Dentists will no longer be allowed to perform cosmetic treatments that do not involve the oral cavity, including Botox injections, according to new regulations to be issued shortly by the Ministry of Health. The rules are being changed in the wake of a barrage of complaints by patients who have received cosmetic facial treatments from their dentists.
Currently, the law mentions that dentists are allowed to administer chemical treatments such as Botox on a patient's oral cavity. It does not prohibit them from administering these treatments elsewhere. Hence, in recent years, it has become more and more common for dentists to give their patients Botox injections and other cosmetic treatments.
The Health Ministry plans to utilize disciplinary measures that are already in force for other types of misconduct to enforce the new regulations. Thus, dentists who perform cosmetic treatments without having been officially qualified to do so can be reprimanded, suspended, and extreme cases, they can even have their licenses taken away.
"The current dentistry law defines the area of practice for dentists, and our role is to interpret it and give advice to the system," says Health Ministry director general Prof. Ronni Gamzu. "There is a deviation here from proportionality and from the limits of the profession. It is our duty to say this to those in the dentistry field."
Israeli Medical Association ethics committee chair, Prof. Avinoam Reches, explains that the specialization in plastic and aesthetic surgery, which allows doctors to give cosmetic treatments, is approved solely by the IMA's Scientific Council. "Many general practitioners, who are not qualified plastic surgeons, do plastic procedures like liposuction and Botox injections," he says. "If the patient thinks the person who is treating him is a specialist in aesthetic medicine, even though he holds no such qualification, then the doctor is depicting himself to the patient in an improper and deceptive way, totally contrary to the rules of ethics."
Dr. Amos Leviav, chair of the Israel Society of Plastic and Aesthetic Surgery, sent a letter this week to members of the organization in which he criticized the IMA ethics committee for lack of action, beyond reprimanding doctors who depict themselves as aesthetics specialists, and noted that the Health Ministry would take further action under the new rules. "Since falsely depicting oneself as a medical specialist constitutes a criminal violation, it has been agreed with the deputy director general of the ministry that criminal complaints will be filed against doctors who falsely depict themselves as specialists in aesthetic medicine," he wrote.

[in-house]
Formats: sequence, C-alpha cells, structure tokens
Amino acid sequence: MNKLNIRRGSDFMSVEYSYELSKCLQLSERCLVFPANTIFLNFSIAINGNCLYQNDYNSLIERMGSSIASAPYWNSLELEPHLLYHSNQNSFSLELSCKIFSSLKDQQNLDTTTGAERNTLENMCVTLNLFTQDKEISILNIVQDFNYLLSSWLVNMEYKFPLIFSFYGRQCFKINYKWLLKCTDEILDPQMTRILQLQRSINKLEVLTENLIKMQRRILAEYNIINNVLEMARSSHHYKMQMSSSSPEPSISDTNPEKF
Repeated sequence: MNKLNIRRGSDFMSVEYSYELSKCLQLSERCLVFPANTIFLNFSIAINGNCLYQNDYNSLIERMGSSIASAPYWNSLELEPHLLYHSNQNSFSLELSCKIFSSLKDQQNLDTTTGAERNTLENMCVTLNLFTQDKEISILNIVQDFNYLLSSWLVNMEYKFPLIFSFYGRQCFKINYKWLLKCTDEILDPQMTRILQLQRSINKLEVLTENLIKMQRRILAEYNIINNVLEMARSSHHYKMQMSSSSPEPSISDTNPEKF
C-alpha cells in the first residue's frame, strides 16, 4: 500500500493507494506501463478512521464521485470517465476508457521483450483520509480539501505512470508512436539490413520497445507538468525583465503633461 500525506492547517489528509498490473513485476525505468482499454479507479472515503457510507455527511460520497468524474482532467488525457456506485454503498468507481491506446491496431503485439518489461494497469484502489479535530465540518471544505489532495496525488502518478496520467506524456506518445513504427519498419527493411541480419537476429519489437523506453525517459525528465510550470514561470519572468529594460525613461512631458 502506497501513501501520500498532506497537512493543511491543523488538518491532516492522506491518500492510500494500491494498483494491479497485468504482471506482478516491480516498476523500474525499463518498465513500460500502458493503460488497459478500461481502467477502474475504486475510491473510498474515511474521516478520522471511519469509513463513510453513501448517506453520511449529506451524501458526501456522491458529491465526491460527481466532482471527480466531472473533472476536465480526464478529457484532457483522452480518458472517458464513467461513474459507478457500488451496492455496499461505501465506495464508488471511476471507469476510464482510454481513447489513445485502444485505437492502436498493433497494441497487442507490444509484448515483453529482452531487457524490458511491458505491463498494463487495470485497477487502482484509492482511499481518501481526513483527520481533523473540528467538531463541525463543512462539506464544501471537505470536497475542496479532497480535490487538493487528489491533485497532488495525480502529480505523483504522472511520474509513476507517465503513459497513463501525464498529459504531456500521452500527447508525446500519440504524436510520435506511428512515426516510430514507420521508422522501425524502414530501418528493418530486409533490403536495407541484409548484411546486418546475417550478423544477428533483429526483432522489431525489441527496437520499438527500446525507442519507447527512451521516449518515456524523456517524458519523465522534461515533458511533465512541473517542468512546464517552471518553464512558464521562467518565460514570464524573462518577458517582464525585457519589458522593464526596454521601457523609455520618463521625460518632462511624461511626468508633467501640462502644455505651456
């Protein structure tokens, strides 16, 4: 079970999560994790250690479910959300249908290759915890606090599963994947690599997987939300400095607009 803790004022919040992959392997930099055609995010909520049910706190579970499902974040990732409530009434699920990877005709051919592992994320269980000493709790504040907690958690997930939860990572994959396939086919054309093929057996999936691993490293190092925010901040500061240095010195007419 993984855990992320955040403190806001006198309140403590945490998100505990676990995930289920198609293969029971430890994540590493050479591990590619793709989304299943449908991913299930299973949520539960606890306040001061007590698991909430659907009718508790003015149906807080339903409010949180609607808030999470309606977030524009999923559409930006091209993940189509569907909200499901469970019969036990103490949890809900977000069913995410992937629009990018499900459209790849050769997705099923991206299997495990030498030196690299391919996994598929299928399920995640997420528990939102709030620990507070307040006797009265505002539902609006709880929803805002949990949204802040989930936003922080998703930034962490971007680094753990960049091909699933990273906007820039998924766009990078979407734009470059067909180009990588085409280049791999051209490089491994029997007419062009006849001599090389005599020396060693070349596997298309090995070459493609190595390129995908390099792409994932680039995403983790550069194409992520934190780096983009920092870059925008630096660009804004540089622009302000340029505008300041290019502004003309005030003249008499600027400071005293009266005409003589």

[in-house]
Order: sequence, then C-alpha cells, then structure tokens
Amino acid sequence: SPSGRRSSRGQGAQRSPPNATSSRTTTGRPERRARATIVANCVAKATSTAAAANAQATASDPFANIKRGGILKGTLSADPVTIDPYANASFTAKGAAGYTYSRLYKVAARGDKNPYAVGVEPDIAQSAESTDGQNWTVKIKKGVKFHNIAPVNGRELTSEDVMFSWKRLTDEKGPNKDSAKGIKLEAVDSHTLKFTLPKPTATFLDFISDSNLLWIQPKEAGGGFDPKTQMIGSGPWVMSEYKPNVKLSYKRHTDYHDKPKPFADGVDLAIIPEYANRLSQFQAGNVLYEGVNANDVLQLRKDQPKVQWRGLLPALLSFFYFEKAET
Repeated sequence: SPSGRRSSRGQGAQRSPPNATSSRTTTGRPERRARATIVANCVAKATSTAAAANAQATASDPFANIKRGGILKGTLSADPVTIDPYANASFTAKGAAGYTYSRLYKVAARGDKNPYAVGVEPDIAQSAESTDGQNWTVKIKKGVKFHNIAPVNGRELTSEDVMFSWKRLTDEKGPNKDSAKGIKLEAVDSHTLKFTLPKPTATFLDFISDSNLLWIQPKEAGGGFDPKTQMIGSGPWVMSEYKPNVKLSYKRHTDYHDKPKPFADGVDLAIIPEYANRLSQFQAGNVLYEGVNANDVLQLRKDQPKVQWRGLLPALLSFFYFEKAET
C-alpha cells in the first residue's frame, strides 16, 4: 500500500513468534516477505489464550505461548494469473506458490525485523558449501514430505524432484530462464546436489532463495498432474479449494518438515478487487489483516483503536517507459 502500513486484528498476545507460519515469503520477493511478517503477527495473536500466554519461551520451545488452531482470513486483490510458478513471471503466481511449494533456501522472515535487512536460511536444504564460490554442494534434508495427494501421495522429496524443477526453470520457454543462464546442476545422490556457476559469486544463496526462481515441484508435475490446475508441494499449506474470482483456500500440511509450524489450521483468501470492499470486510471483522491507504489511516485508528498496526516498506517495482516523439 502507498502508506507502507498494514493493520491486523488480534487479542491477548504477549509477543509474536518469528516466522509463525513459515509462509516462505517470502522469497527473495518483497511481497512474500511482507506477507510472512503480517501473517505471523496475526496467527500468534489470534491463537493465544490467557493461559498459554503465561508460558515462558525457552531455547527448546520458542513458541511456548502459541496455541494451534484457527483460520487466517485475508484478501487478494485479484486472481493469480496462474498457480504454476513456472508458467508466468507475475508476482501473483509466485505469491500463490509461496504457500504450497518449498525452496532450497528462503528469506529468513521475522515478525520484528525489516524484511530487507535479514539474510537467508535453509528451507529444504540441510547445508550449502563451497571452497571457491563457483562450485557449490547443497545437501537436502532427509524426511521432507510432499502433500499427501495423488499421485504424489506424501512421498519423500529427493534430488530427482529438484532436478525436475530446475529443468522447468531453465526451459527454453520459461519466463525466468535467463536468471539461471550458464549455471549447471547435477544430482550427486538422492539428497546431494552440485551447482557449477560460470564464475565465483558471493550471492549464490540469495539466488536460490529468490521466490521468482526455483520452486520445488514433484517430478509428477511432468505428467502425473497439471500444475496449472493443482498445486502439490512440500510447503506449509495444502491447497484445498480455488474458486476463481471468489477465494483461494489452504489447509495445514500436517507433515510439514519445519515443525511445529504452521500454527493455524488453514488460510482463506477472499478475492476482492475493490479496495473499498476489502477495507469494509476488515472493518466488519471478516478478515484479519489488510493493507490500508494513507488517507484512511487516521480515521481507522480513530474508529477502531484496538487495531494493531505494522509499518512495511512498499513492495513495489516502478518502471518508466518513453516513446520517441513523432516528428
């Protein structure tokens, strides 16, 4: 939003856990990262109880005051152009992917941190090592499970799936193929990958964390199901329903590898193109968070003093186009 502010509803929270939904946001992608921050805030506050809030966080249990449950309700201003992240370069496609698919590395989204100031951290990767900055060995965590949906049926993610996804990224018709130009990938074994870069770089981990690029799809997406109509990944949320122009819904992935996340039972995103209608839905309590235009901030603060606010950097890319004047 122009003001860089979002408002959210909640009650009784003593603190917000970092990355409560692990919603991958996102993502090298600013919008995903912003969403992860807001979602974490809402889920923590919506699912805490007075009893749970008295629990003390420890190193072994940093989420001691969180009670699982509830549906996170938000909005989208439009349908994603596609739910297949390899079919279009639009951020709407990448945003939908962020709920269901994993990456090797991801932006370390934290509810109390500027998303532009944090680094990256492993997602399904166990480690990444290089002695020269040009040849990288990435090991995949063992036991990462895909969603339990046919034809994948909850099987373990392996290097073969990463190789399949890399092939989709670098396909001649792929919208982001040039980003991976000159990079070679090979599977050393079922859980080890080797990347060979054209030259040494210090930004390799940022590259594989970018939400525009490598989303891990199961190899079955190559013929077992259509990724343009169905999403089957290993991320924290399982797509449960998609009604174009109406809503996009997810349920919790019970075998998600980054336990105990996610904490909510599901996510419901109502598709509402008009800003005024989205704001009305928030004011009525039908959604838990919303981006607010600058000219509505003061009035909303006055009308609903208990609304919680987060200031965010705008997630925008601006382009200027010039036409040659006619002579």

But Prof. Gamzu insists criminal charges will not be brought against these doctors, despite the concern that patients might be misled.
Many plastic surgeons believe that some general practitioners and dentists are administering aesthetic treatments because they are very profitable. But they say it is a dangerous way to make money. "In their studies dentists learn extensively about the nerves in the oral cavity, which have no connection to the muscles in the ... area of the eyes," says Dr. Nimrod Friedman, a plastic surgery specialist. "It's not a matter of a few little injections but rather they have to have perfect knowledge of the movement of the muscles and the anatomy, and this is taught only in the context of plastic surgery studies.
Dr. Friedman adds that in recent years there has been a pattern of general practitioners going through an abbreviated course of studies in aesthetic medicine, only a few weeks long, at the end of which they receive certification as specialists in aesthetic medicine. He says this violates Health Ministry regulations.
Israel Dental Association chairman Dr. Itzhak Chen has told Haaretz that he is unaware of a phenomenon of dentists who offer aesthetic treatments that do not involve the oral cavity. "The injection of Botox began with dentists, who to this day inject it in order to reduce the tension on the mastication system and relax the muscles," he says. "Dentists have great expertise in injections."
Chen adds that he has contacted the dental health department at the Health Ministry in an attempt to arrange advanced studies for dentists, which would include professional training and an examination. According to him, such a move could enable dentists to work in the field. But he says the ministry is taking the easy way out. "Instead of doing this, the ministry is publishing a prohibition," he says. "It's the easiest thing to publish orders and regulations when the problem is amenable to a solution. Why are they allowing this to the rest of the medical doctors, like orthopedists and gynecologists? They, after all, don't have any more experience."
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